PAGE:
Your Older Bob Seger Albums May Be Gaining In Value
If you grew up in Michigan, you know there was a time in the mid to late '70s when Bob Seger was everywhere. You couldn't get away from his music.
So why are all those albums from that era getting harder to find?
In a piece for NPR, music writer Tim Quirk points out that a lot of Bob's older albums seem to be getting harder and harder to find. Which left me scrambling to remember what albums of his I still have in my collection.
The value may be increasing for some albums because Bob hasn't licensed his music for play online. According to Quirk...
Seger is one of the few remaining digital holdouts — there's nothing beyond the odd Christmas tune available on subscription services, and even on iTunes his only studio album for sale is 2014's Ride Out, which sits beside two anthologies and two live albums.
And this is slowly causing some of his older albums to become worth more.
Out of 17 total (albums), his own website shows only six available for purchase: his '75 through '80 run of Beautiful Loser, Night Moves, Stranger in Town and Against the Wind, plus this century's Face The Promise and Ride Out...Copies of '80s and '90s albums The Distance, Like a Rock, The Fire Inside and It's a Mystery are a bit easier to locate, and accordingly more affordable, but also, officially, out of print.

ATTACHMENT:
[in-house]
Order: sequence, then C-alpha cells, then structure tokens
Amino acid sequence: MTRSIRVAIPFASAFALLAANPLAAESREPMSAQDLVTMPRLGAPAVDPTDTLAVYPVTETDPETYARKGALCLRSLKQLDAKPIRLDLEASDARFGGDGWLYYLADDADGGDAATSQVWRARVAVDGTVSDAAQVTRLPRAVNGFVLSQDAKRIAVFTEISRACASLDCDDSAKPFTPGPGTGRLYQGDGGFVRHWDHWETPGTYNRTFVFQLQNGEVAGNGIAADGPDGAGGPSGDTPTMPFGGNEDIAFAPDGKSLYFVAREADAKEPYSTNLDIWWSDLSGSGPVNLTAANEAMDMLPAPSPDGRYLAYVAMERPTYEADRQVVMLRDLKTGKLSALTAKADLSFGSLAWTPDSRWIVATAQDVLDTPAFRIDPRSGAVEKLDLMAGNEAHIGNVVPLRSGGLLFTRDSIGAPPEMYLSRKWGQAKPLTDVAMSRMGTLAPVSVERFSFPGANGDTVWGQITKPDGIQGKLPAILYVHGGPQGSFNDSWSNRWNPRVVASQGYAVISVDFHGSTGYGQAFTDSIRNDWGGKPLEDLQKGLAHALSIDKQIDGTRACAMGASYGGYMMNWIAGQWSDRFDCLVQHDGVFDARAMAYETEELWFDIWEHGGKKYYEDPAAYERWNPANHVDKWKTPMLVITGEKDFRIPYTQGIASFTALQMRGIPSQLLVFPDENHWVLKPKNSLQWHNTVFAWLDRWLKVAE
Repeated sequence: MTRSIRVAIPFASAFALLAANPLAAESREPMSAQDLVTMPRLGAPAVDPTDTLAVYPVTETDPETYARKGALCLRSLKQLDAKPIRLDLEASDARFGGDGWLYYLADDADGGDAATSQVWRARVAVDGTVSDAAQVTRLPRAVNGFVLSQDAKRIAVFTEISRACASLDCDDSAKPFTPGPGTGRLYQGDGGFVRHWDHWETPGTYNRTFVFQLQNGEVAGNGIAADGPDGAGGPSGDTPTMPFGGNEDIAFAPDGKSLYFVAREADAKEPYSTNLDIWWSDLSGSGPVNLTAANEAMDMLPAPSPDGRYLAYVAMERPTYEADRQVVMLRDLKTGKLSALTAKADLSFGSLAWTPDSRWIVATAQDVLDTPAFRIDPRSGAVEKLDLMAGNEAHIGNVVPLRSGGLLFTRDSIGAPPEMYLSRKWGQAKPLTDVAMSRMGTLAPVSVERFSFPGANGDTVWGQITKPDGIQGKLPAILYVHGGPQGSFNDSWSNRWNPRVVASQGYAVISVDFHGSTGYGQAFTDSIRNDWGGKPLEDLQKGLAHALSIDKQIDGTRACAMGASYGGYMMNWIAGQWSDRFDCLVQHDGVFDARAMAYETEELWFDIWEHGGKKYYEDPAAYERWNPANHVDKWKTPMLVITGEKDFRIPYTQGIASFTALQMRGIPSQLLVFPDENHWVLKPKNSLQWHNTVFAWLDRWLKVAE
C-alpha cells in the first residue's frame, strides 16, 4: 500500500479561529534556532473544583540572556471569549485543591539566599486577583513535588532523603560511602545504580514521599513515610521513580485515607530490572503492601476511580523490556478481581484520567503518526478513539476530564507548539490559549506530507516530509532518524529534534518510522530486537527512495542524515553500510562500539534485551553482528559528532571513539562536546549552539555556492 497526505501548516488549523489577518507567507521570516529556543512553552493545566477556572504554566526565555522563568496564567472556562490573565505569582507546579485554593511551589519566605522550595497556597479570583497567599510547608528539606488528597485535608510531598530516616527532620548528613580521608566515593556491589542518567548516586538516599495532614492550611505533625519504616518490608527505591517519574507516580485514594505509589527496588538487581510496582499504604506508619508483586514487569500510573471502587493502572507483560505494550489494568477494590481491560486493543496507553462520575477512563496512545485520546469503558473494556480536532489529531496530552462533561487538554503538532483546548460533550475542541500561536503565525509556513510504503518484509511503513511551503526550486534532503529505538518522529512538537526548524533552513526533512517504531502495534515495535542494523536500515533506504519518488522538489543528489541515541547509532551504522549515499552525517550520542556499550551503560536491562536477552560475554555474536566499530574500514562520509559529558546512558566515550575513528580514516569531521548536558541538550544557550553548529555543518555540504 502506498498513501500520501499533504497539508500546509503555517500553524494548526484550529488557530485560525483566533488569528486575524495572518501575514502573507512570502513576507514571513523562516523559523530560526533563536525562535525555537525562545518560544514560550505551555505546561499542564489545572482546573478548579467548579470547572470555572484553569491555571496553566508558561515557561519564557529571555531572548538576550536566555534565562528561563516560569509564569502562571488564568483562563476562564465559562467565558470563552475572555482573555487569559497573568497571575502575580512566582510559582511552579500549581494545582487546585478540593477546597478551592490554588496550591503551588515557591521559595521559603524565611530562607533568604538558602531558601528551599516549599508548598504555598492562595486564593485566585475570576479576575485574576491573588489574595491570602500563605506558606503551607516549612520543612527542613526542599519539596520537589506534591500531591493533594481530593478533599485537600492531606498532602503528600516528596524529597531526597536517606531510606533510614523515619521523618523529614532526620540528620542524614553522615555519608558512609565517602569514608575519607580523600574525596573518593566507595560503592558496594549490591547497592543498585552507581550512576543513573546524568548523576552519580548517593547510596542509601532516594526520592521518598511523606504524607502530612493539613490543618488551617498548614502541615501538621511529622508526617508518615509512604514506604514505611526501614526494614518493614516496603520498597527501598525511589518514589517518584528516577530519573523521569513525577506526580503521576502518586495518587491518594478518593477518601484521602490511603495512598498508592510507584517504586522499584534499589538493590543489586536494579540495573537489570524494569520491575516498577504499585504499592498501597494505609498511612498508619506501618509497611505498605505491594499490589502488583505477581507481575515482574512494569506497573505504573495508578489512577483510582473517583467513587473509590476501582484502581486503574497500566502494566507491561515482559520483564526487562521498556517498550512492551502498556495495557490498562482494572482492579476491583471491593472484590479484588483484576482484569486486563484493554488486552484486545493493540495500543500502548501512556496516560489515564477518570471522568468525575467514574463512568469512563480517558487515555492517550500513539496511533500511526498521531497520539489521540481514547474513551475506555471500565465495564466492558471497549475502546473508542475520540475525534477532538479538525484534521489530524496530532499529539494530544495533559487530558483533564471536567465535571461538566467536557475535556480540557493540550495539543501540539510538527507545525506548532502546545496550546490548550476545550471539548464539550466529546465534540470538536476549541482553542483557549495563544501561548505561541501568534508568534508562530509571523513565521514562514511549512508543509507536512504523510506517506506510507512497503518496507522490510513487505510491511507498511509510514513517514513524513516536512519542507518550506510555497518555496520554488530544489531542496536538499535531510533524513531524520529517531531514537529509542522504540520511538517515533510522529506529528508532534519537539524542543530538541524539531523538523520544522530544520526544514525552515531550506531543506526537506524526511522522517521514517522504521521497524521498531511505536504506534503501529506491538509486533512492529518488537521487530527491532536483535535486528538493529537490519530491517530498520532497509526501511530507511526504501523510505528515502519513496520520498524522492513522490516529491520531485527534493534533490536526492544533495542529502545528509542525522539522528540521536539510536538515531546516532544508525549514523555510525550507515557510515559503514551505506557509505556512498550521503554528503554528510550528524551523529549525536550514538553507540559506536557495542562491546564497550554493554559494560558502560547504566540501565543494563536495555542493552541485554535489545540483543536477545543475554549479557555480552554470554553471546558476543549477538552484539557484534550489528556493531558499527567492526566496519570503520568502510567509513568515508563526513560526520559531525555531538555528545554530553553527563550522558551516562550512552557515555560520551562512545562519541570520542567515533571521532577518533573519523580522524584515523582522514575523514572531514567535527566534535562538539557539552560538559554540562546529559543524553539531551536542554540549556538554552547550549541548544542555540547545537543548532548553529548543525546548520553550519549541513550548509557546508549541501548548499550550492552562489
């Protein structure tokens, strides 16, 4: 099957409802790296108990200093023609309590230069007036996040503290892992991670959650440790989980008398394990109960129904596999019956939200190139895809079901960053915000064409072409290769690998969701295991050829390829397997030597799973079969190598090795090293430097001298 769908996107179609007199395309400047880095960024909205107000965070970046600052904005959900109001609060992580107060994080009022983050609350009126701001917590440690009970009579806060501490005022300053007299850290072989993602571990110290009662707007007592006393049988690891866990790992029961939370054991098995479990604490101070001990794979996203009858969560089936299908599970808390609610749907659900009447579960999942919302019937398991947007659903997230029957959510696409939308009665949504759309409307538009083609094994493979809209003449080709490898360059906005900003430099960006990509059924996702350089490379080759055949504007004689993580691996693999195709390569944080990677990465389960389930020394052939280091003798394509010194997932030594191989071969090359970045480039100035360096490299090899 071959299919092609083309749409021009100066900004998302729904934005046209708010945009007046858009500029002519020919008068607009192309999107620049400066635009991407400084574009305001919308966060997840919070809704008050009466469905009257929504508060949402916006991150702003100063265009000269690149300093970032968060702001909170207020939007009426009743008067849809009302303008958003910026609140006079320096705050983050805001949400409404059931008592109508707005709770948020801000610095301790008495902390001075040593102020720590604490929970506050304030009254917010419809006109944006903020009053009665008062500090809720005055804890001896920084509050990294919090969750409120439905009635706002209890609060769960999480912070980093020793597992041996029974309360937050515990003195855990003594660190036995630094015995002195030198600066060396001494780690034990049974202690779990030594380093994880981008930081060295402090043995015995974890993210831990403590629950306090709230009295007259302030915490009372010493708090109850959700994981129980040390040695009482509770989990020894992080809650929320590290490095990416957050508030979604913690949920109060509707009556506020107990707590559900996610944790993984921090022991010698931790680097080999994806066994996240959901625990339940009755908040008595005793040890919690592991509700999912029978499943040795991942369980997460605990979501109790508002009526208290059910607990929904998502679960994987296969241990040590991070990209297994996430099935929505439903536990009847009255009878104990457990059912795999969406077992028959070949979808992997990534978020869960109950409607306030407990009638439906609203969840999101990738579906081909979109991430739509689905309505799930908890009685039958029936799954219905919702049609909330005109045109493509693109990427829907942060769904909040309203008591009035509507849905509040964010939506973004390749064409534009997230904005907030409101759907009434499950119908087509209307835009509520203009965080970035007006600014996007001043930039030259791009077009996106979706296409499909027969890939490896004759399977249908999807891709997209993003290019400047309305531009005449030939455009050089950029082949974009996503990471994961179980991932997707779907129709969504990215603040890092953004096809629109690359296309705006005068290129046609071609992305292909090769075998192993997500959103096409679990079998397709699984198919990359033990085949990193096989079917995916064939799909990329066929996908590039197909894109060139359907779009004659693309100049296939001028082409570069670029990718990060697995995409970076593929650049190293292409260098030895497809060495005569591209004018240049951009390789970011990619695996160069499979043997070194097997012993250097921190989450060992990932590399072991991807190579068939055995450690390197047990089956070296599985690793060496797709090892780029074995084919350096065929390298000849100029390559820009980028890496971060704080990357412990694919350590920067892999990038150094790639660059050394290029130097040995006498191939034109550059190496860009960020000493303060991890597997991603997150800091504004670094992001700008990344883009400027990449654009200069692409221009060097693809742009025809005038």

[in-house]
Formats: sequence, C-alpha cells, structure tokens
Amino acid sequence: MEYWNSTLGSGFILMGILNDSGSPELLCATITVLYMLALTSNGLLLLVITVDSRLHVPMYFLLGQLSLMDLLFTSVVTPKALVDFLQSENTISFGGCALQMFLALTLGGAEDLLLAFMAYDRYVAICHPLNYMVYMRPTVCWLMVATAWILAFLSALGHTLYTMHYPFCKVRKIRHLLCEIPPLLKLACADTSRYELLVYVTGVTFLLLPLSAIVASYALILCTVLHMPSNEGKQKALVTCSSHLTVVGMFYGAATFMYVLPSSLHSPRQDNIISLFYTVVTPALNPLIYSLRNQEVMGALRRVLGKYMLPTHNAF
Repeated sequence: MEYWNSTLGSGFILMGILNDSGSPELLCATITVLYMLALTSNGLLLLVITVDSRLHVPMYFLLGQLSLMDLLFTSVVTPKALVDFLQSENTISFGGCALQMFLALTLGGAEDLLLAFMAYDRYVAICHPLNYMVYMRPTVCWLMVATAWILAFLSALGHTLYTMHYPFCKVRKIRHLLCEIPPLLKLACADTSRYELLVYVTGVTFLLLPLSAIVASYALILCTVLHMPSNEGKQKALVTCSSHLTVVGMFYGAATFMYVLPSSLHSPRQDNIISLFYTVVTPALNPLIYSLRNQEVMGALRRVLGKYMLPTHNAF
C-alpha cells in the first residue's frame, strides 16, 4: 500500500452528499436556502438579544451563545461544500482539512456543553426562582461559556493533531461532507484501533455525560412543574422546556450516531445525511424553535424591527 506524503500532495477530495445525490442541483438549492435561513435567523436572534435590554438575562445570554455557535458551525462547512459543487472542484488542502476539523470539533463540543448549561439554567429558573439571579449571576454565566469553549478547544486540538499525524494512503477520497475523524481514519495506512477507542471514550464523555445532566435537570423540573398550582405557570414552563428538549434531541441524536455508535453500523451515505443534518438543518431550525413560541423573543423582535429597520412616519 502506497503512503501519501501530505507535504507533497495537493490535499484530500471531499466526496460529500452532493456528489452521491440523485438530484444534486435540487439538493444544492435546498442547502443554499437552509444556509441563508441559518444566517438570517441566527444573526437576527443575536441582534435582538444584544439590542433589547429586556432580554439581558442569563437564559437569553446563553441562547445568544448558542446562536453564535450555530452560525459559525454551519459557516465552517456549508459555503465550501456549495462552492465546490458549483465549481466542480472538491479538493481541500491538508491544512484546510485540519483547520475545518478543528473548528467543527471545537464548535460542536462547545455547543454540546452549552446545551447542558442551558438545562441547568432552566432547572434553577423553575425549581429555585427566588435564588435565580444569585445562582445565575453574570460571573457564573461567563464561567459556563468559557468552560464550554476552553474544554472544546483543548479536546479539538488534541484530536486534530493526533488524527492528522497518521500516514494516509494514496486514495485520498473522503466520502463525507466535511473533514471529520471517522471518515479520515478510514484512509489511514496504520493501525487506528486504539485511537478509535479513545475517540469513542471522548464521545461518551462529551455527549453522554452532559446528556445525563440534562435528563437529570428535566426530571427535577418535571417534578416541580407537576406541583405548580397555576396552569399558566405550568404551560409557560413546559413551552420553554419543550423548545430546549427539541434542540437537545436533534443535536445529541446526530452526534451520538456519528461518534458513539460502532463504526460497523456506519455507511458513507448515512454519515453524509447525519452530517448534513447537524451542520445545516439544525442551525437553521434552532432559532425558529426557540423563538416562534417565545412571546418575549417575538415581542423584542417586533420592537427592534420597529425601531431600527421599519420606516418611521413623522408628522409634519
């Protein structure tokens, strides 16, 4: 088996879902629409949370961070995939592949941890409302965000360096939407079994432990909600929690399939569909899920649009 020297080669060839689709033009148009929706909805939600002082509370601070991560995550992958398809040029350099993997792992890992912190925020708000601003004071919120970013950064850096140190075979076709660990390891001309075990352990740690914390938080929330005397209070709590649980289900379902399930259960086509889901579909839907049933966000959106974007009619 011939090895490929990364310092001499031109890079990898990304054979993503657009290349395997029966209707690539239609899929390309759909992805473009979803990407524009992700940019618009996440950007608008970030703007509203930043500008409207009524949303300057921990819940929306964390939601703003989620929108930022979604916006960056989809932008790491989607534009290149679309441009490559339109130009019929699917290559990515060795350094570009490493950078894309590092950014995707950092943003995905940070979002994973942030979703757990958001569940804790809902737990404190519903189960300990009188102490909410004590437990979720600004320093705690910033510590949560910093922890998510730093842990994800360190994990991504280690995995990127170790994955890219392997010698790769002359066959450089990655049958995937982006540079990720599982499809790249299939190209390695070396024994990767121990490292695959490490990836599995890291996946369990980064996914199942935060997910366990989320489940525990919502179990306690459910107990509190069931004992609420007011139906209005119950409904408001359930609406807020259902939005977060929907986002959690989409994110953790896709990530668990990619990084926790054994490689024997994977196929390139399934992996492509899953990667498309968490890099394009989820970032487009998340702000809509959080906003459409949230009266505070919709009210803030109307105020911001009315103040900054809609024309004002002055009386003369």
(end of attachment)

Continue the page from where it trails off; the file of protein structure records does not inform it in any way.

A quick scan of the internet shows that some of his older back catalogue is gaining in value. As of this writing, a copy of 'Back In '72' in decent condtion can fetch 60 bucks online, while older albums like 'Noah' can get as much $300.
And while you can get a used copy of 'Like A Rock' on vinyl for as cheap as five bucks, one guaranteeing good condition can go for as high as $20, while CD copies average around $20.
Quirk's article is an interesting read, and takes a look at how Bob's legacy has been impacted by the lack of back catalogue availablity.
It also points out that Bob never was really terribly fond of his older work, and seems ambivilent to ever seek out a digital footprint, leaving that decision to his long time business manager Punch Andrews.
Which means, if you're holding onto some older Seger classics, you may see them going up in value over the next few years.
Either that, or Bob's legacy may fade into oblivion.
Outside of Michigan, that is.